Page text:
Eating a variety of healthy plant foods is one of the best ways to nurture our friendly gut bacteria, and new research suggests that Mediterranean and vegetarian diets may be useful models. Scientists analyzed the eating patterns and gut bacteria of 153 Italian adults. They found that those most closely following a Mediterranean diet or vegetarian/vegan diet had higher levels of short chain fecal acids, a compound associated with many health benefits. On the other hand, those not following a Mediterranean diet had higher levels of urinary trimethylamine oxide, a potential risk factor for heart disease. The researchers also noted that both vegetarian/vegans and those on a Mediterranean diet scored highly on the Healthy Food Diversity Index, meaning that these eating styles could be a useful blueprint for people wanting to incorporate a variety of nutritious foods into their diet.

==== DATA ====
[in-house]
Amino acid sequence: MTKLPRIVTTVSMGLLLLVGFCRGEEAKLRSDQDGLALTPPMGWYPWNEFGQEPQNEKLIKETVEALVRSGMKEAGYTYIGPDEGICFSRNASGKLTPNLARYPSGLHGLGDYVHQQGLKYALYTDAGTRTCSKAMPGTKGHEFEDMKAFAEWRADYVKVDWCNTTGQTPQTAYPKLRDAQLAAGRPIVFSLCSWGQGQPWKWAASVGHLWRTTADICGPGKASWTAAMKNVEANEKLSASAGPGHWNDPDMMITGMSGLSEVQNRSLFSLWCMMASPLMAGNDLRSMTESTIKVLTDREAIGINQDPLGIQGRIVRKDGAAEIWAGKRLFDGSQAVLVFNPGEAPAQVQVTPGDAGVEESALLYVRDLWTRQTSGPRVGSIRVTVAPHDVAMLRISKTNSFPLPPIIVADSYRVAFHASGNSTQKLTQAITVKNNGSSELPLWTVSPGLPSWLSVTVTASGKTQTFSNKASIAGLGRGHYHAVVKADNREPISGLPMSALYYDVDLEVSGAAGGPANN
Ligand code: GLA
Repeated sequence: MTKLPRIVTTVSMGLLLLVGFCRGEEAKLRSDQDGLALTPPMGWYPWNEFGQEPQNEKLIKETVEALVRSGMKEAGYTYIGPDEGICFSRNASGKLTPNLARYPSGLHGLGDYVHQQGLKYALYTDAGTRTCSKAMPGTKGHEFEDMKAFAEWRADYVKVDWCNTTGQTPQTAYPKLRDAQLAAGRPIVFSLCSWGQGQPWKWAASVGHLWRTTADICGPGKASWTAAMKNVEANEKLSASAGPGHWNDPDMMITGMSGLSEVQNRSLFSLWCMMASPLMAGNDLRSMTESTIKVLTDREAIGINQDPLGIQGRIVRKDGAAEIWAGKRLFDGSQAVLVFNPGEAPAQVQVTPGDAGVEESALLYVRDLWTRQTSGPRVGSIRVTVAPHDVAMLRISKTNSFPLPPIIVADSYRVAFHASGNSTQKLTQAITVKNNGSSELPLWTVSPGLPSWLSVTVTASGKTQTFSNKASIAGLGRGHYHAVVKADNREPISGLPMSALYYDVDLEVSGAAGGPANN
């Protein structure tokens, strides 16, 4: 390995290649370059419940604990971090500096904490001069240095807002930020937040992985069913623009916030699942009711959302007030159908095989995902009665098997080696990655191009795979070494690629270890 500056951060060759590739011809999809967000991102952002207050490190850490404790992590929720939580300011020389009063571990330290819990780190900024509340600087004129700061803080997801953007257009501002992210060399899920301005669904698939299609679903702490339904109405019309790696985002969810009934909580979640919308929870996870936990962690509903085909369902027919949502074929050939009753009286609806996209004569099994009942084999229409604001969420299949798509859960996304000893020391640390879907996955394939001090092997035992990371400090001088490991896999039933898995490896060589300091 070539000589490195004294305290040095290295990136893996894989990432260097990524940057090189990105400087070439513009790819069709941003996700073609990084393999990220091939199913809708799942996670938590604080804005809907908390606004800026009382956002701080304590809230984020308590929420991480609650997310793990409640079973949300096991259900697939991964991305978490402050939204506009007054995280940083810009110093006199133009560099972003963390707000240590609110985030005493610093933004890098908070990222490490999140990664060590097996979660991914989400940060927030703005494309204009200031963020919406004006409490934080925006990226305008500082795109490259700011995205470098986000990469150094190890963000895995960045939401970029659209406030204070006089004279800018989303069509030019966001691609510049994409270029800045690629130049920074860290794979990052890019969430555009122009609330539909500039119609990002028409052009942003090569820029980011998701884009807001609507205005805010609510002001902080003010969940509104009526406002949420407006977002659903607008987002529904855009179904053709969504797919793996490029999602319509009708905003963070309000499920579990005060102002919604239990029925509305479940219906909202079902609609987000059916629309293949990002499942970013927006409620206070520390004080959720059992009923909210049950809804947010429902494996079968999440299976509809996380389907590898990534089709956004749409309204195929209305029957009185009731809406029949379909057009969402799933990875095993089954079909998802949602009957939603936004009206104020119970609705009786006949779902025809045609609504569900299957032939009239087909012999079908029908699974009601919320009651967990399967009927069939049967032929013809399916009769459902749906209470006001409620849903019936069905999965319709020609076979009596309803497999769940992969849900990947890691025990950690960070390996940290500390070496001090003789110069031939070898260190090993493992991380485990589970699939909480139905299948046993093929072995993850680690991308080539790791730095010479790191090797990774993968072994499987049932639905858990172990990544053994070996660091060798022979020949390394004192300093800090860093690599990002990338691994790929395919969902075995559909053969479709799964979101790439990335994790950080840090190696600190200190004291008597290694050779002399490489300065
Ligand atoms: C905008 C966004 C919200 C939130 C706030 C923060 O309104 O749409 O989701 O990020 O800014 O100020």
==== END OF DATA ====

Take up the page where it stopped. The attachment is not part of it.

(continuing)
Gut. 2015 Sept 28. [Epub ahead of print] (De Filippis F et al.)